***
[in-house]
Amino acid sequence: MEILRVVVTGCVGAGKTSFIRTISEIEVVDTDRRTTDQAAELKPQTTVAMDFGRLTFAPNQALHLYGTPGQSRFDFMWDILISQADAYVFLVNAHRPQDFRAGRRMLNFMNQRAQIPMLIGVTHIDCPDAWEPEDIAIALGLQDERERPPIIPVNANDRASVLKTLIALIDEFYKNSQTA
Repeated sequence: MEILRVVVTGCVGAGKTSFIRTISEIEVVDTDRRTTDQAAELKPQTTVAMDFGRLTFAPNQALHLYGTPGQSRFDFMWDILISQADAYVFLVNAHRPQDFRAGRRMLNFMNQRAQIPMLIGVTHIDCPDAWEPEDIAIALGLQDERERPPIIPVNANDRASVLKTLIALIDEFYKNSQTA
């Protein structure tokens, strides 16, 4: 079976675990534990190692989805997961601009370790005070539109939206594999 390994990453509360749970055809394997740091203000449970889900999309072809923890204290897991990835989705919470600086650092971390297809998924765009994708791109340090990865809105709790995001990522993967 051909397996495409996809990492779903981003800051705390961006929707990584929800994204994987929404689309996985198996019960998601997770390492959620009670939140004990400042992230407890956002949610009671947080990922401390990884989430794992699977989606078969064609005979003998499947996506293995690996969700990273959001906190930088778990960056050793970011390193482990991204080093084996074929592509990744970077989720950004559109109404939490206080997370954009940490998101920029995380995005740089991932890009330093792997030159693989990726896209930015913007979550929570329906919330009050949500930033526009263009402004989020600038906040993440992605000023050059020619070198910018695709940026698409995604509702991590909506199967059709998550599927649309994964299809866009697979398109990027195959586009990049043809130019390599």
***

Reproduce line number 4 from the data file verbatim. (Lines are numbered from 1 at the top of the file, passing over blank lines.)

């Protein structure tokens, strides 16, 4: 079976675990534990190692989805997961601009370790005070539109939206594999 390994990453509360749970055809394997740091203000449970889900999309072809923890204290897991990835989705919470600086650092971390297809998924765009994708791109340090990865809105709790995001990522993967 051909397996495409996809990492779903981003800051705390961006929707990584929800994204994987929404689309996985198996019960998601997770390492959620009670939140004990400042992230407890956002949610009671947080990922401390990884989430794992699977989606078969064609005979003998499947996506293995690996969700990273959001906190930088778990960056050793970011390193482990991204080093084996074929592509990744970077989720950004559109109404939490206080997370954009940490998101920029995380995005740089991932890009330093792997030159693989990726896209930015913007979550929570329906919330009050949500930033526009263009402004989020600038906040993440992605000023050059020619070198910018695709940026698409995604509702991590909506199967059709998550599927649309994964299809866009697979398109990027195959586009990049043809130019390599």